As shown in FIG. 2, the same transducer array 13 used in transmission is also employed in reception of reliected signals which after conversion into corresponding electrical wave energy are fed through the TR switch 12 to a receiver 14 having time-varied-gain (TVG). Because of the frequency range of the system, the TVG section of the receiver 14 is preferably comprised of a number of channels in order to compensate for the differences in absorption in the various frequency bands. The TVG output of the receiver 14 may be analyzed in various ways known to the art to determine relative return in the several frequency bands for target identilication. However, it is preferred to employ computer techniques to increase the speed and accuracy of identification. The output of the receiver 1d is fed in parallel to a plurality of band pass ilters 15 each of which has a bandwidth that substantially covers the transmitted spectrum of their respectively associated RF pulse generators 1l). These filters 15 constitute a bank of frequency analyzers, the voltage output of each of which is simultaneously fed to a computer 16, preferably of the digital type. The computer 16 compares its input from the frequency analyzers 15 with various target spectra stored in a plurality of memory channels `17 and computes the probability of the received signal being that from a given type target. The probabilities are fed to a classification recorder 18 for utilization in any of a number of forms ranging from digital display registers, cathode ray tube displays, electroluminescent displays to typing out the information on a digital readout typewriter.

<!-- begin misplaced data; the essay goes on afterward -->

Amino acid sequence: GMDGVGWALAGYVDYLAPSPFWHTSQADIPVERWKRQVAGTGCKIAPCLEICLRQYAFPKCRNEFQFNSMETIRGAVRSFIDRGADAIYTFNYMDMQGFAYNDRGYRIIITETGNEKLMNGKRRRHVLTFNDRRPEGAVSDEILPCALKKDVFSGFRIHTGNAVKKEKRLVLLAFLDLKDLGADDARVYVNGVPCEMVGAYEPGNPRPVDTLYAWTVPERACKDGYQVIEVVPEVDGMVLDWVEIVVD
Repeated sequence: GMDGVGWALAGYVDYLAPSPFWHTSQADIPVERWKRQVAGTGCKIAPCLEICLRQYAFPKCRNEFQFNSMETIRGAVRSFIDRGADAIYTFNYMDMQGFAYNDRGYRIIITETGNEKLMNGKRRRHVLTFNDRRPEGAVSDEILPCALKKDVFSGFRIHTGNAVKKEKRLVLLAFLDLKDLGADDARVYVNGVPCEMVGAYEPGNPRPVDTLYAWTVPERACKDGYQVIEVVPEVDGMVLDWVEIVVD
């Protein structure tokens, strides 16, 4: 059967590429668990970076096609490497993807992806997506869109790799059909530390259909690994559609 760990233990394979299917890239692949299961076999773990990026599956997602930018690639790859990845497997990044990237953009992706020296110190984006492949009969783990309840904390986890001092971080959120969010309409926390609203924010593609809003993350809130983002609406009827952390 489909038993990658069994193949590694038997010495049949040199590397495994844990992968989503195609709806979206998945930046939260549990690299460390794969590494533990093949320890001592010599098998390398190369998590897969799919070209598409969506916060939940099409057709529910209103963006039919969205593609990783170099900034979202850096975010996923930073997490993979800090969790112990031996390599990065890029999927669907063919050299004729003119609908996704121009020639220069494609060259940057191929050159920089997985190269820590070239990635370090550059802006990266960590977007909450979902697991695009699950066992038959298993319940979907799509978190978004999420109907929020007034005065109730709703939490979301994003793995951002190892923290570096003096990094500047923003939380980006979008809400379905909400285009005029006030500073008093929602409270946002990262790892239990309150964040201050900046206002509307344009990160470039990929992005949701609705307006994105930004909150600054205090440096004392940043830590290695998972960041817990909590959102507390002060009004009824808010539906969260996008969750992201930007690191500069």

The target library of memories stored in the memory channels .i117 of the computer 16 may be obtained from model studies or where desired from measurements or recordings made on prototype models. More specifically the target library may be obtained by recording values corresponding to the signal waveforms representative of the acoustic wave spectra returned by known individual mines and appearing at the outputs of the filters 15. In order to better understand how target classification is accomplished, it will be assumed that some target, a, is located Within the range of the system. A transmitted spectrum is propagated by the transducer array 1-3 and returned as an echo, the frequencies of which are resolved by the frequency analyzer channels 15. The outputs of the analyzers 15 which are fed to the computer 16 can be expressed in the form of an n-dimensional linear expression such as where the outputs of the channels 1S are Kaal for channel F1, Kaag for channel F2, etc. The value of Ka is not important because only the relative rather than the absolute values of the channel..coeliicients are needed. 'Ihe ratios of the coeflicients of the channels 15 are important in the low frequency or size determinant region whereas the existence of the coeliicients with values greater than a predetermined threshold level is important in the high frequency or structural resonant region (see FIG. 1). These latter coefiicients can also be expressed in the form of ratios of this threshold level. The digital computer 16 compares the outputs from the analyzers 15 with predetermined target classifications stored in the memory channels 17 and chooses the most probable classification for any incoming echo for all ranges within the repetition period. The output of the computer 16, which includes target classification and range as a function of time, is fed to the recorder 18 which as above indicated furnishes a suitable presentation of the function.